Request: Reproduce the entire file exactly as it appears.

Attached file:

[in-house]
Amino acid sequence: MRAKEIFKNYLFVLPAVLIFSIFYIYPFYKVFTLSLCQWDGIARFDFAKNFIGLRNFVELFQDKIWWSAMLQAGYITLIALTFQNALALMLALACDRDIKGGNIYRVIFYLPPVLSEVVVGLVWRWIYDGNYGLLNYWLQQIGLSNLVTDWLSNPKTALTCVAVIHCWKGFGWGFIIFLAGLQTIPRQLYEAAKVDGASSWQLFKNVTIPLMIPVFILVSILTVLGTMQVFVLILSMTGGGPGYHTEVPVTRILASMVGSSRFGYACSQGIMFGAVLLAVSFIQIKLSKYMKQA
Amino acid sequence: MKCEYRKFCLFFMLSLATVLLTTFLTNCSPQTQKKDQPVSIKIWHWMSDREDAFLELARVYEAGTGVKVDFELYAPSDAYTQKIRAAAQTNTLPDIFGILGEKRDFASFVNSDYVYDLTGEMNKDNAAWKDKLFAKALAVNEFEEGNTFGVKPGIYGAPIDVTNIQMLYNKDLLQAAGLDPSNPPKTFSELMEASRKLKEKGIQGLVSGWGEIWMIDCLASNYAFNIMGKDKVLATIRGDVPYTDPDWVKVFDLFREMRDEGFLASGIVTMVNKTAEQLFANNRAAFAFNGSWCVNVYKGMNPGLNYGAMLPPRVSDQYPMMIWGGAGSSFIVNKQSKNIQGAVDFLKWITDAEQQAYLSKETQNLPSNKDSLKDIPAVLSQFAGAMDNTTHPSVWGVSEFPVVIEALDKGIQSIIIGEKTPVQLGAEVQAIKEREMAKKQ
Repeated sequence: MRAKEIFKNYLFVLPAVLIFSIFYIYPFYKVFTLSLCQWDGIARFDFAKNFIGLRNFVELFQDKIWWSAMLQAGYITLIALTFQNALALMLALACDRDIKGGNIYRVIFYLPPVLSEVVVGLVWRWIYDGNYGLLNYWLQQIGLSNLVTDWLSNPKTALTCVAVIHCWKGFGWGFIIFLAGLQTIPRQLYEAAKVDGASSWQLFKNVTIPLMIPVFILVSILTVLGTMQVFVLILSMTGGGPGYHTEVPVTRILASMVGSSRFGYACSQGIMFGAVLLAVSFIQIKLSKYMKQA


[in-house]
Amino acid sequence: MRAKEIFKNYLFVLPAVLIFSIFYIYPFYKVFTLSLCQWDGIARFDFAKNFIGLRNFVELFQDKIWWSAMLQAGYITLIALTFQNALALMLALACDRDIKGGNIYRVIFYLPPVLSEVVVGLVWRWIYDGNYGLLNYWLQQIGLSNLVTDWLSNPKTALTCVAVIHCWKGFGWGFIIFLAGLQTIPRQLYEAAKVDGASSWQLFKNVTIPLMIPVFILVSILTVLGTMQVFVLILSMTGGGPGYHTEVPVTRILASMVGSSRFGYACSQGIMFGAVLLAVSFIQIKLSKYMKQA
Amino acid sequence: MKCEYRKFCLFFMLSLATVLLTTFLTNCSPQTQKKDQPVSIKIWHWMSDREDAFLELARVYEAGTGVKVDFELYAPSDAYTQKIRAAAQTNTLPDIFGILGEKRDFASFVNSDYVYDLTGEMNKDNAAWKDKLFAKALAVNEFEEGNTFGVKPGIYGAPIDVTNIQMLYNKDLLQAAGLDPSNPPKTFSELMEASRKLKEKGIQGLVSGWGEIWMIDCLASNYAFNIMGKDKVLATIRGDVPYTDPDWVKVFDLFREMRDEGFLASGIVTMVNKTAEQLFANNRAAFAFNGSWCVNVYKGMNPGLNYGAMLPPRVSDQYPMMIWGGAGSSFIVNKQSKNIQGAVDFLKWITDAEQQAYLSKETQNLPSNKDSLKDIPAVLSQFAGAMDNTTHPSVWGVSEFPVVIEALDKGIQSIIIGEKTPVQLGAEVQAIKEREMAKKQ
Repeated sequence: MRAKEIFKNYLFVLPAVLIFSIFYIYPFYKVFTLSLCQWDGIARFDFAKNFIGLRNFVELFQDKIWWSAMLQAGYITLIALTFQNALALMLALACDRDIKGGNIYRVIFYLPPVLSEVVVGLVWRWIYDGNYGLLNYWLQQIGLSNLVTDWLSNPKTALTCVAVIHCWKGFGWGFIIFLAGLQTIPRQLYEAAKVDGASSWQLFKNVTIPLMIPVFILVSILTVLGTMQVFVLILSMTGGGPGYHTEVPVTRILASMVGSSRFGYACSQGIMFGAVLLAVSFIQIKLSKYMKQA